A few questions
[Tuesday’s] edition of the Marco Eagle was remarkable in that it carried three highly questionable statements.
I’ll outline them here for the reader’s consideration:
In her article “Hernstadt takes job at Fort Myers Beach,” reporter Conley states it was the City Council’s decision to have City Manager Hernstadt “leave immediately despite his offer to stay through July 7.”
Wrong. The fact is that when Hernstadt announced his resignation, Council Chairman Honig graciously asked if he wished to leave immediately or stay until July. Hernstadt chose to leave immediately and did.
Respected letter writer Lee Oldershaw implied that City Attorney Alan Gabriel was responsible for incorrect legal advice under which city manager signed the city unto a developer’s multimillion application. Wrong. City Attorney Gabriel was not at that Sept. 2 Planning Board meeting. The attending city legal advisor at that meeting was Paul Gougelman. A public correction would not be unreasonable.
My highly intelligent friend and letter writer, Maria Lamb, presented a gripping explanation of the touted Congressional “nuclear option.” However, unless the final sentence contained in her letter is just a typographical error, it demands correction. It said: “Let’s hope the Republicans will work with Democrats to get bi-partisan support for major legislation.”
Wrong. The reality is that, in rejecting Democrat party viewpoints by electing Republican majorities to govern, it becomes incumbent for the Democrats to work with Republicans; certainly not the other way around.
Of course, I myself could be wrong in assessing these statements. If so, I would appreciate being corrected via this same, valued “Letters to the Editor” feature.
Russ Colombo, Marco Island
Repeal 17th Amendment
I believe the problem with our Congress started with the adoption of the 17th Amendment changing the way senators were sent to Washington.
Prior to the 17th Amendment, senators were appointed by the legislators of the state and would vote the way the legislators wanted them to vote. The 17th Amendment elected senators by popular vote the way the House representatives are elected and that opened the system to outside influences.
The framers of our Constitution knew exactly what they were doing when they set it up that way and we should not have changed it. Think about the many unpopular laws we have that senators voted for even though the people did not want them, such as the Federal Reserve that is not federal, and Obamacare, among many.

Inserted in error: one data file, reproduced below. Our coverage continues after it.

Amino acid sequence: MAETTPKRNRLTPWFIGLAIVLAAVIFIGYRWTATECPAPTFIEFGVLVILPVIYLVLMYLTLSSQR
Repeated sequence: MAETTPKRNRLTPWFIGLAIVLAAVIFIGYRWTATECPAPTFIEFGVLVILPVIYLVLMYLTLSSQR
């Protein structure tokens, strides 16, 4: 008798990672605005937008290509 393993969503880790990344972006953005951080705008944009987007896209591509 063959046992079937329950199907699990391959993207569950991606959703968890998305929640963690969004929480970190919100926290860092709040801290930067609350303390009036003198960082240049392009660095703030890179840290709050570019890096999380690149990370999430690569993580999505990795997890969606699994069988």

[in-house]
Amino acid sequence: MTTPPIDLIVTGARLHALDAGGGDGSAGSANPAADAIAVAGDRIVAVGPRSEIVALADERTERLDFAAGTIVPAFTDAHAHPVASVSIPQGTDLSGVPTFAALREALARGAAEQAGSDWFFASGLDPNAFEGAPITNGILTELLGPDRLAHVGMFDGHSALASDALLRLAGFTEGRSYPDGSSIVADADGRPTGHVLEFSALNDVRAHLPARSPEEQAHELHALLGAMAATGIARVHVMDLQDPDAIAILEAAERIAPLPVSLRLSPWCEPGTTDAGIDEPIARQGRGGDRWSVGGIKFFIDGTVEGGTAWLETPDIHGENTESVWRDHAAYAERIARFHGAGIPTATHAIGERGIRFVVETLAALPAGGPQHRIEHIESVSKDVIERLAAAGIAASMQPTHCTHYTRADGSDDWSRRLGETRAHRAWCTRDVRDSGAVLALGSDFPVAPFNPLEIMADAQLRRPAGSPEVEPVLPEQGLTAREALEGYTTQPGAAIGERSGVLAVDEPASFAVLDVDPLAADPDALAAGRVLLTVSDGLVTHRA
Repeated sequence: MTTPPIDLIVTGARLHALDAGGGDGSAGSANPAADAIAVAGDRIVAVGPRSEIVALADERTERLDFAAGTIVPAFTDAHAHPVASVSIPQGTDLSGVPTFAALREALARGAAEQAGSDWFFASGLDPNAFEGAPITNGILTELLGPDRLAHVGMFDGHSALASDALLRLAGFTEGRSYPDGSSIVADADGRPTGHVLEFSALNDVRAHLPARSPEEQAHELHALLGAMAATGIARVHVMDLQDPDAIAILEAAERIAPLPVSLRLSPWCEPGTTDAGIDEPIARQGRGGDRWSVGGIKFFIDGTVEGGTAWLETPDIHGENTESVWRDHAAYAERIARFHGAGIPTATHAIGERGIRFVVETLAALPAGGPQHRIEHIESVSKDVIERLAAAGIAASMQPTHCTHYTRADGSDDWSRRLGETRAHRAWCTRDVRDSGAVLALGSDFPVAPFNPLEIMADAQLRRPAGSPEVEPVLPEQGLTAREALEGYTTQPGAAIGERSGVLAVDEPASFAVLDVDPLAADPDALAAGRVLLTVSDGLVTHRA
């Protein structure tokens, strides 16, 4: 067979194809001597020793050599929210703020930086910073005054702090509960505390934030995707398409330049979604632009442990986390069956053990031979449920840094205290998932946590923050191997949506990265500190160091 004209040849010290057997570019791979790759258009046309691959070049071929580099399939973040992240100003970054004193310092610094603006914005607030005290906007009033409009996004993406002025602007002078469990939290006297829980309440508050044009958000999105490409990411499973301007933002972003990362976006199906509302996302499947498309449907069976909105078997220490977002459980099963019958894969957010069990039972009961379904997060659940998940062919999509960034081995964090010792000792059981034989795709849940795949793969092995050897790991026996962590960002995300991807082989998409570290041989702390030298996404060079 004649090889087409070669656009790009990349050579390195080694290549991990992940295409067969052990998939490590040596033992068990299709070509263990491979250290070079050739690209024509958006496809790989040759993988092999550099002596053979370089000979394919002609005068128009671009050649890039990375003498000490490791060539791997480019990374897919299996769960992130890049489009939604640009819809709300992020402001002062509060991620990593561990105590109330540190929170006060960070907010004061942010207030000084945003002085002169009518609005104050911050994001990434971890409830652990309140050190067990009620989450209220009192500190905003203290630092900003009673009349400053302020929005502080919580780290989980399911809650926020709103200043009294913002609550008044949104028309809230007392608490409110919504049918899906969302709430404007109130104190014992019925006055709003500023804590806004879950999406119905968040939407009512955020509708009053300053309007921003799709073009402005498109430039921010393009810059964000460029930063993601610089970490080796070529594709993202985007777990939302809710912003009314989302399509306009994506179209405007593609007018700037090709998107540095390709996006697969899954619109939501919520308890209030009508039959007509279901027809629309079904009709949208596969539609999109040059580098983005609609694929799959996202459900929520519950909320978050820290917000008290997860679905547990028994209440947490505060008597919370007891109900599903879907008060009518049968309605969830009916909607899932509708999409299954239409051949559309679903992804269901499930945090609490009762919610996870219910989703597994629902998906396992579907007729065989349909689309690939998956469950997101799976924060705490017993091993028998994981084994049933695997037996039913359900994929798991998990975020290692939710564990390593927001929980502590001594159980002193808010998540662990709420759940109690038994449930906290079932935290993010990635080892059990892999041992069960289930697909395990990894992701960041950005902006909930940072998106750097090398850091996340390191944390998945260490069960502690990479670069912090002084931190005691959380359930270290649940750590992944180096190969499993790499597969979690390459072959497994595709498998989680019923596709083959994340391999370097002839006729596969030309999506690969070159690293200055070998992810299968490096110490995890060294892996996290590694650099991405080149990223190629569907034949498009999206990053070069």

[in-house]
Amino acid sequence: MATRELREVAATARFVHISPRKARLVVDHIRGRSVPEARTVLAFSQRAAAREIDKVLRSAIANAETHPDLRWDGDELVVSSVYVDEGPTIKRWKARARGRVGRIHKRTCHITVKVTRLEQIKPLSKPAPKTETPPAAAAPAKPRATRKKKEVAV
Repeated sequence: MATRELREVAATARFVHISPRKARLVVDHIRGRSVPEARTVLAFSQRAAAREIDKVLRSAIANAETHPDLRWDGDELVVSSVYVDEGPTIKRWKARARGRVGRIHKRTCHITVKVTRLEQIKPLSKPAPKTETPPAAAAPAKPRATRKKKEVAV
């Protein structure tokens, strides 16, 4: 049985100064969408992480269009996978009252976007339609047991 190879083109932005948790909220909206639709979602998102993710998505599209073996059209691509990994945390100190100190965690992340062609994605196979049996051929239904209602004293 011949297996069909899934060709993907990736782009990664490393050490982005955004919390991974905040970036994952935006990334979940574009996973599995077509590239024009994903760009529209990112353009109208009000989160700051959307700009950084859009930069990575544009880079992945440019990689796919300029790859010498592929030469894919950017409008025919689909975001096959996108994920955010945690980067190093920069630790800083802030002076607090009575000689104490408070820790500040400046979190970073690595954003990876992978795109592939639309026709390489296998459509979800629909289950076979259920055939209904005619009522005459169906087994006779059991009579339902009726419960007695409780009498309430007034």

There is a movement to repeal the 17th Amendment and all should support it.
Joe Arciere, Naples
Right to life
A letter writer recently criticized U.S.
Rep. Francis Rooney for his pro-life philosophy. She stated that the 'right to birth' is not included in the U.S. Constitution. But then she contradicts herself by stating that America promises 'life, liberty and the pursuit of happiness' to all its citizens. On that basis, 'life' is also guaranteed to unborn children, alive at conception, whether planned or unplanned.
Mothers are one important part of the birth decision-making process. The father is another. And the unborn child is the third.
And what unborn child would agree to end his own life prematurely?
Bill Bond, Naples
Caring less about healthcare
I used to think House Speaker Paul Ryan was a really good, hometown Midwestern guy looking out for the American people.
But his comments warning his fellow Republicans that if they didn't vote for President Donald Trump’s health care bill, then they may not get re-elected, opened up my eyes.
He couldn't care less about the American people and their health care. His only concern is getting the bill passed, regardless of how flawed it is.
Ward Eldred, Naples